Insurers Hike Catastrophe Allowance Following 2020 Weather Events

One of Australia’s largest insurers, QBE, has increased it allowance for catastrophic weather claims, after breaching its US$550 million cap in 2020.

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Increasingly severe local weather in Australia has caused reinsurers to re-evaluate the risk posed by extreme weather. In recent years, cyclones, floods and bushfires have caused reinsurance costs to surpass the premiums collected from Australian business. The increased allowance may mean that insurers will raise premiums in order to cover the increasingly expensive reinsurance, which protects insurers from mass claim events such as floods and bushfires. For 2021, US$685 million will be set aside by QBE for claims related to extreme weather.  (Read more here).

NSW Floodplain Harvesting May Be Illegal

The practice of capturing flood waters moving across plains using levees and dams is most likely illegal under the Water Management Act 2000, unless irrigators have a development consent and a water access licence.

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The Natural Resources Access Regulator (NRAR) is assessing more than 1,000 dams, many involving potentially illegal earthworks and has found that 13% of these are specific to flood work which has an effect on the distribution or flow of water. Analysis shows that the median annual inflow in the Murray Darling Basin over the past 20 years is approximately half that of the preceding century. It is thought that a proliferation of on-farm storages that divert and capture flows before they reach the river system are the primary cause.  Under the 1912 Act, this practice was likely legal. But after 2000, when the Water Management Act came into force, the status of floodplain harvesting has become much more ambiguous.  (Read more here and here).

Coastal Wetlands Mitigated $27 billion in Storm Damage over past 50 Years

A paper published in Ecosystem Services has found that Australia’s coastal wetlands can measurably reduce cyclone and hurricane damage by absorbing storm surges and slowing winds.

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The researchers examined 54 cyclones which struck Australia between 1967 and 2016 including data on their physical damage, gross domestic product (GDP) in the storm’s path, maximum windspeed, and total wetland area. They found that for every hectare of wetland, about $4,200 per year in cyclone damage was avoided. It is estimated that if the average cyclone path in Australia were to contain around 30,000 hectares of wetlands, it would avert about 90% of potential storm damage. As cyclones are set to increase under a changed climate, preservation of wetlands can provide a more cost-effective defence structure than artificial counterparts such as sea walls.  (Read more here).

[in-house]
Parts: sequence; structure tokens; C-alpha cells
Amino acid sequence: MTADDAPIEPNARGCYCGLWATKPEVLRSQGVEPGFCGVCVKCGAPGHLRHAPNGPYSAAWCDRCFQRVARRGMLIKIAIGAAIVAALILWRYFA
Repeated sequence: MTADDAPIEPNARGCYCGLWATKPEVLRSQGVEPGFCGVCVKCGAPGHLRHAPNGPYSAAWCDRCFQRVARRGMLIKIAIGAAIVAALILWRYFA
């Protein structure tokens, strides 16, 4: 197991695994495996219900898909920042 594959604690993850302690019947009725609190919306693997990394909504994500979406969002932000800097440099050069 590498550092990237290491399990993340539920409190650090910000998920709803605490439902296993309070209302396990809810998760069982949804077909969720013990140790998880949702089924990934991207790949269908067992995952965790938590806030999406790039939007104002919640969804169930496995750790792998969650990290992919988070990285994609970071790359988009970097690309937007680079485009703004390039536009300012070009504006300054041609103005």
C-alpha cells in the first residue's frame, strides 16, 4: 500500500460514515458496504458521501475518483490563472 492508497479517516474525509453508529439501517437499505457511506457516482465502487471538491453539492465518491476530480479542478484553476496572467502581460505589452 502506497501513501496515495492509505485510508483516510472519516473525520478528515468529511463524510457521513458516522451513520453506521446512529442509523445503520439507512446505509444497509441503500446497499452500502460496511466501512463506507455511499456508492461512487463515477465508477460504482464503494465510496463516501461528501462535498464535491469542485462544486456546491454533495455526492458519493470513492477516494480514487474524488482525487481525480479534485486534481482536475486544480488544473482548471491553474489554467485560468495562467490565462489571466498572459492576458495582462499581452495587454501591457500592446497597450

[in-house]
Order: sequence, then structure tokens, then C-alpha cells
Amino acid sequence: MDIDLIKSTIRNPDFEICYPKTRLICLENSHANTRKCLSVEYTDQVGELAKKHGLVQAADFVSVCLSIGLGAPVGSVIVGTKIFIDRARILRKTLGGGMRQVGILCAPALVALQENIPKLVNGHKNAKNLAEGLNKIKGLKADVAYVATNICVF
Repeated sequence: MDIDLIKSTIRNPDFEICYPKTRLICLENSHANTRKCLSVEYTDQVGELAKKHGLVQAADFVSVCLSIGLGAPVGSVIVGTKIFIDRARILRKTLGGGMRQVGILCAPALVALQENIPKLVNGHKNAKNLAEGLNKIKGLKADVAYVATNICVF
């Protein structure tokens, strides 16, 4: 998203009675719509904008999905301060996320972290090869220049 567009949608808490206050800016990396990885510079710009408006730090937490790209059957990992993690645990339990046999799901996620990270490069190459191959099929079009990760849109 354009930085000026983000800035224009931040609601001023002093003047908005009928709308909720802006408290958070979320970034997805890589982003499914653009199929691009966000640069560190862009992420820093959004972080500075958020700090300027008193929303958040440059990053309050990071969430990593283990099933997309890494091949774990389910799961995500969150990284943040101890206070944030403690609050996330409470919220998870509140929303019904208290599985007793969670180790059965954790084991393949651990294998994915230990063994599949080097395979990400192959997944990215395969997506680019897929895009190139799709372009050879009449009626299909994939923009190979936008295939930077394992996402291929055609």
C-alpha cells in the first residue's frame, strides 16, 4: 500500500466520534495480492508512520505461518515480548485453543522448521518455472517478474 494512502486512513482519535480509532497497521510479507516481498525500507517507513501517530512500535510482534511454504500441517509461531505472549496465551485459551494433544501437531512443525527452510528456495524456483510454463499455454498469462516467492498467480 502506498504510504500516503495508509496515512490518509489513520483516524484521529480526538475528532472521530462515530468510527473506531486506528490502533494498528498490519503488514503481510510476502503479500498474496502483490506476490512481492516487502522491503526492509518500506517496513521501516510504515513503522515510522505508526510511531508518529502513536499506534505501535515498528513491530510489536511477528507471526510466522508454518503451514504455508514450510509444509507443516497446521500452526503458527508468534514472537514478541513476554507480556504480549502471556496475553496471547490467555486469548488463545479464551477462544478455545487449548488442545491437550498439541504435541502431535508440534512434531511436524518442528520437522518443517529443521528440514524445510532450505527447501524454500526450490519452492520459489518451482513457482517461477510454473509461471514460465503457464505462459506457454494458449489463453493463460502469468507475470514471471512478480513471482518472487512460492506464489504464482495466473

2021 FMA Conference to be Virtual

The annual Floodplain Management Australia conference is to be held online in light of recent COVID-19 outbreaks and unforeseeable restrictions.

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The 2021 conference which was to be hosted in Sydney’s Luna Park will now be held online to avoid any unforeseen restrictions due to COVID outbreaks. The virtual conference will be held online from 25 to 28 May 2021 with the program being announced soon. The FMA intends to reschedule the Luna Park in person venue for the 2023 conference.

The Impacts of Flood Risk Perception on Flood Policy

Flood risk perception can affect local governments’ preferences on implementation of flood risk management measures, such as choosing to invest in structural or non-structural solutions.

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A study examining flood-prone communities in Switzerland has found that local governments with high flood risk perception generally prefer non-structural flood management measures. These non-structural measures include spatial planning and ecological river restoration, as opposed to infrastructure measures. Flood exposure itself was found to not relate to flood risk perception or flood policy preferences. This highlights the need for investment in raising awareness of populations’ awareness of flood risks, even when flooding has not recently been experienced.  (Read more here).

Bangladesh Battles to Balance the Costs and Benefits of Floods

As a country that is 80% floodplain, Bangladesh seeks to find adaptations that balance the natural necessity and destructive powers of floods.

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Bangladesh is already experiencing the impacts of an intensified monsoon as a result of climate change, which affected over 300,000 people in 2020 and caused an exodus of people from rural areas into city slums. However, regular flooding is also essential to replenish agricultural soils. The construction of embankments or polders designed to protect against flooding has been found to make monsoonal flooding worse while disrupting sediment flow. Indigenous techniques to work with the floods, such as creating localised elevated flood islands for dwellings surrounded by low-lying farmlands, combined with evidence-based research are now being promoted as ways to find a balance between flooding benefits and risks. Additionally, the use of flood-resistant building materials and new insurance schemes to help compensate workers for their lost wages due to flooding are being trialled as ways to increase community flood resilience.  (Read more here, here and here).